Living in Japan/Getting Established/Computing

From Wikibooks, open books for an open world
Jump to navigation Jump to search

Internet access[edit]


To do:
How to get access to the Internet in Japan?

Computing in Japanese[edit]


It is necessary to do some minor changes in order to displaying Japanese text.

Inputting Japanese Text[edit]

In the 'Regional and Language Options' Control Panel applet, choose the 'Languages' tab. Ensure that the 'Install files for East Asian languages' checkbox is selected. Click the 'Details...' button. Click the 'Add' button and choose 'Japanese'. Click the 'OK' buttons as necessary to close all dialog boxes.

To test the new settings, open any Unicode-enabled text processing application, such as Microsoft Word. Press the combination [Alt]+[Shift] on your keyboard until 'JP' replaces 'EN' in the new section of your taskbar. To input hiragana, enter the Japanese input mode by pressing [Alt]+[~].

Type a Japanese word using romaji keys (e.g. "nihongo") and either press [Enter] to leave that text in hiragana (e.g. "にほんご"), [F7] to change the text into katakana, or [Spacebar] then [Enter] to choose an alternative version containing kanji (e.g. "日本語").

To return to English input mode, press [Alt]+[~] again.

Windows 95/98/ME[edit]

To install a Japanese typeface, simply open Internet Explorer and open a web page coded in Japanese. An Install-on-Demand window should appear, asking to install Japanese text support. After completing this install, the Japanese page should display correctly. (Please note: Wikibooks is not coded in Japanese. Try Google in Japanese.)

Windows 2000/XP[edit]

For Windows 2000/XP reading support, you will need to install a Unicode typeface, such as 'Code2000' or Arial Unicode MS. Both will cover nearly all of the non-Latin scripts used throughout Wikipedia.

For input support, you will need to install the East Asian language files. You can do this from the 'Control Panel'. Open the 'Regional and Language Options' and navigate to the 'Languages' tab. Minimally, you will want to check the box for 'Install files for East Asian languages', though you may wish to also install the complex script files, too. Clicking 'Apply' will install the 'Arial Unicode MS', 'MS Mincho' and 'MS Gothic' families of fonts. All of these fonts contain the Hiragana and Katakana scripts, as well as a substantial majority of the Kanji characters most commonly used.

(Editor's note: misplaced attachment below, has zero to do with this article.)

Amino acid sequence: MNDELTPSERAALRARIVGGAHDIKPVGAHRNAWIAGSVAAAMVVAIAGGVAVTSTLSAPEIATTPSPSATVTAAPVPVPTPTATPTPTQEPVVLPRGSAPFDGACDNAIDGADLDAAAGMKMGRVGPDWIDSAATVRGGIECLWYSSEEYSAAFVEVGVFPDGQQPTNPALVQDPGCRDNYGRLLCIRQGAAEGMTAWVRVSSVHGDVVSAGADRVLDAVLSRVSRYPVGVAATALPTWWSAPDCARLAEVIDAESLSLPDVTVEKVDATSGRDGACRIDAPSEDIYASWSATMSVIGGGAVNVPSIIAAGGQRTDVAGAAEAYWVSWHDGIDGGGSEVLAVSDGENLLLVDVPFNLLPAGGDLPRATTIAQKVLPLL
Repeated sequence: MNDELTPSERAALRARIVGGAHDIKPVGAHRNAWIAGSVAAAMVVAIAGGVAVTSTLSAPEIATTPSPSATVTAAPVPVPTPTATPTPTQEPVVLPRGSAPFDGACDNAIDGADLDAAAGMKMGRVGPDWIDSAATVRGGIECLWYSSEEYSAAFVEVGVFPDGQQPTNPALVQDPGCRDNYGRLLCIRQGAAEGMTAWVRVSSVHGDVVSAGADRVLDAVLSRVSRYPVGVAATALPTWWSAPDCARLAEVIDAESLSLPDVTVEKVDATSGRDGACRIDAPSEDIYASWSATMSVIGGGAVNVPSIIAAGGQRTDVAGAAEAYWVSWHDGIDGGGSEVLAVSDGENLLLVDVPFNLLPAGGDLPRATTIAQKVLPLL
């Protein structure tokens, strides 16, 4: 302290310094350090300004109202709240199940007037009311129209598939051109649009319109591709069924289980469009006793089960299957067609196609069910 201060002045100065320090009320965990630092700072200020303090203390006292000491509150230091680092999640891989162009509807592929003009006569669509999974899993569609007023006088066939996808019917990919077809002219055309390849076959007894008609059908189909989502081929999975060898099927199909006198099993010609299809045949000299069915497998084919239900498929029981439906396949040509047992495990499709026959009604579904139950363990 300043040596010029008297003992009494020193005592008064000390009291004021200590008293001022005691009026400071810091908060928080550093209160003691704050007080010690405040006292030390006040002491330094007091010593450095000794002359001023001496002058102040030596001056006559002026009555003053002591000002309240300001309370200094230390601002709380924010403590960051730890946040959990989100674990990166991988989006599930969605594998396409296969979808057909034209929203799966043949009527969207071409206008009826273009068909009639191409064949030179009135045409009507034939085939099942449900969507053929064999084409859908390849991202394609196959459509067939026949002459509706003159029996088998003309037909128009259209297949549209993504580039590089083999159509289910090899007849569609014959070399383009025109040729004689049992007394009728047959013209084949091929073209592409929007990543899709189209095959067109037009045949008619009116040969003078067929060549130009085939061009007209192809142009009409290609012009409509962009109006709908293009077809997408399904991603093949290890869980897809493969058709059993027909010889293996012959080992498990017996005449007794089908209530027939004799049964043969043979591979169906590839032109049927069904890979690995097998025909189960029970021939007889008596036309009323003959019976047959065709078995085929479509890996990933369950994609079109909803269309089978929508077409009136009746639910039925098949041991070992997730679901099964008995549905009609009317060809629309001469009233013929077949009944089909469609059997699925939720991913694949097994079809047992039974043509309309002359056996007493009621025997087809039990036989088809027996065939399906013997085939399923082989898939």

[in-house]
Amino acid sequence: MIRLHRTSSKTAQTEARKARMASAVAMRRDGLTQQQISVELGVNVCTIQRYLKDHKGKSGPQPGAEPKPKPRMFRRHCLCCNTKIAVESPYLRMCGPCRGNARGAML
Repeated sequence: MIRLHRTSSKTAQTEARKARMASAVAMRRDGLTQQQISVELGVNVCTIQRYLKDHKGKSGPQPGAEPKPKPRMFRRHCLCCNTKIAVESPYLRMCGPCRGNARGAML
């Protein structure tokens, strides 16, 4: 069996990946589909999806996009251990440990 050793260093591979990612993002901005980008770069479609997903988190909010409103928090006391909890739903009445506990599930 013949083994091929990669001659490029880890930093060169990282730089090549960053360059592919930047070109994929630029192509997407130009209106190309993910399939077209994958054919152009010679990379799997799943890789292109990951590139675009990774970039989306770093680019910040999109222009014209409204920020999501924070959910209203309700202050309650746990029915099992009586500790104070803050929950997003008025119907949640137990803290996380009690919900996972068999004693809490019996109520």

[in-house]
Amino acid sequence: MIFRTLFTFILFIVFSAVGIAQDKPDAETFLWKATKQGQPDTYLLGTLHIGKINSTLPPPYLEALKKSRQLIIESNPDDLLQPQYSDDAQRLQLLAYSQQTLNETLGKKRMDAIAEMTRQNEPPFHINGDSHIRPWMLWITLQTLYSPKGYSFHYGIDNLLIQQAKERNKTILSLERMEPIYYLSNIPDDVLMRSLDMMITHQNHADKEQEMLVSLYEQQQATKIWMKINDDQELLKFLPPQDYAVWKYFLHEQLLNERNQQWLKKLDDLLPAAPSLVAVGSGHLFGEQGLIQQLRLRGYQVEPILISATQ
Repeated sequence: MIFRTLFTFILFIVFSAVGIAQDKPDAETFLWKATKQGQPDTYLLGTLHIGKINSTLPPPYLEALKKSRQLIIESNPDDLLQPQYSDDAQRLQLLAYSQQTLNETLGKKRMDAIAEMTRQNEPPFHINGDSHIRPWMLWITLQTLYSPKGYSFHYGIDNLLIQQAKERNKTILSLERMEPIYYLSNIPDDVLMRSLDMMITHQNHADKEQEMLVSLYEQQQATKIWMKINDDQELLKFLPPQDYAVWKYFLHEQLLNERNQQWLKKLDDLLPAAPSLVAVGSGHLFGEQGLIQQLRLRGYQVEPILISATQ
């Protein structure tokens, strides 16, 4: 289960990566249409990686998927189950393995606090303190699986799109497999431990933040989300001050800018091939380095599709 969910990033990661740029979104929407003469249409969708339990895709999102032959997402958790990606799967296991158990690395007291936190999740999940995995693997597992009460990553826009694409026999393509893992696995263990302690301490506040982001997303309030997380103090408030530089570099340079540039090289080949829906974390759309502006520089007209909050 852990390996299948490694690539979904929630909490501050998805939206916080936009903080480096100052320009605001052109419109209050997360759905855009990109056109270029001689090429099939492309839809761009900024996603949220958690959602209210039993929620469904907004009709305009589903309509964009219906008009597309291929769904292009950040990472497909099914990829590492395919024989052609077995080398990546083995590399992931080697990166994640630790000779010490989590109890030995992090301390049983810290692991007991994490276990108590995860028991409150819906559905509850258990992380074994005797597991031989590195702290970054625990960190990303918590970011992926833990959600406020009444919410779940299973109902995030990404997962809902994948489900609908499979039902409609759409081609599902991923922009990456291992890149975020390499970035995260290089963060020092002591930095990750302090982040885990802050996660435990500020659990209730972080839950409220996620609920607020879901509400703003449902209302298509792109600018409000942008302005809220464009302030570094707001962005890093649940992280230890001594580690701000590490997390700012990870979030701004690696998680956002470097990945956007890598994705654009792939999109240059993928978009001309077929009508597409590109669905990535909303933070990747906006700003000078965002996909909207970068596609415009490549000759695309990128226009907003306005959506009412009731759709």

Depending on how your computer was initially setup, you may need the original source CD to complete the installation. Your computer will prompt you to insert the CD if it is necessary

If this does not work you can also download and install the Office XP Tool: Japanese Language Pack from the Microsoft website.

Mac OS X[edit]

Apple computers display Japanese characters out of the box, and are capable of inputting Japanese characters very simply. To do so, open up System Preferences (located in the "Dock") or click the Apple icon in the top left of your display and click 'System Preferences...'. Next, select 'International' and then the 'Input Menu' tab. Scroll down until you see 'Kotoeri' and check the box to the left of it. This will by default enable the input methods 'Hiragana', 'Katakana' and 'Romaji'.

To switch between your normal input and Hiragana quickly you can do one of two things. The first way to do this is to enable the input menu in the menu bar (you do this by checking the box next to 'Show input menu in menu bar' in the same place described previously), this will put a flag in the upper right part of your display. To change between input methods click the flag and select the new method. Alternatively, you can use the keyboard combination Command + Space Bar to switch between methods, although this is problematic in Apple's new operating system Tiger as this is also the shortcut for Spotlight. There are also direct shortcuts of Ctrl-Shift-; for Romaji, Ctrl-Shift-J for Hiragana, and Ctrl-Shift-K for Katakana.

Please note, while in the Hiragana input method you can temporarily switch to Katakana by holding down the shift key in much the same way that you temporarily hold down the shift key to type capital letters in English.

X11 (GNU/Linux, UNIX-like, etc.)[edit]

For displaying Japanese, you will need the correct fonts selected. Please refer to your distribution's documentation for more on that.

You will need a helper application for inputting Japanese characters. The most prominent are:

External links[edit]

  • AA Editors FAQ? - a guide to typing special characters using common input method editors
  • Let's type Japanese - a guide to setting-up SCIM/Anthy on Mandriva Linux, as well as a general guide to SCIM/Anthy
  • Linjap Project - How to make any Linux distribution ready for asian languages with Canna/Kinput and and SCIM/Anthy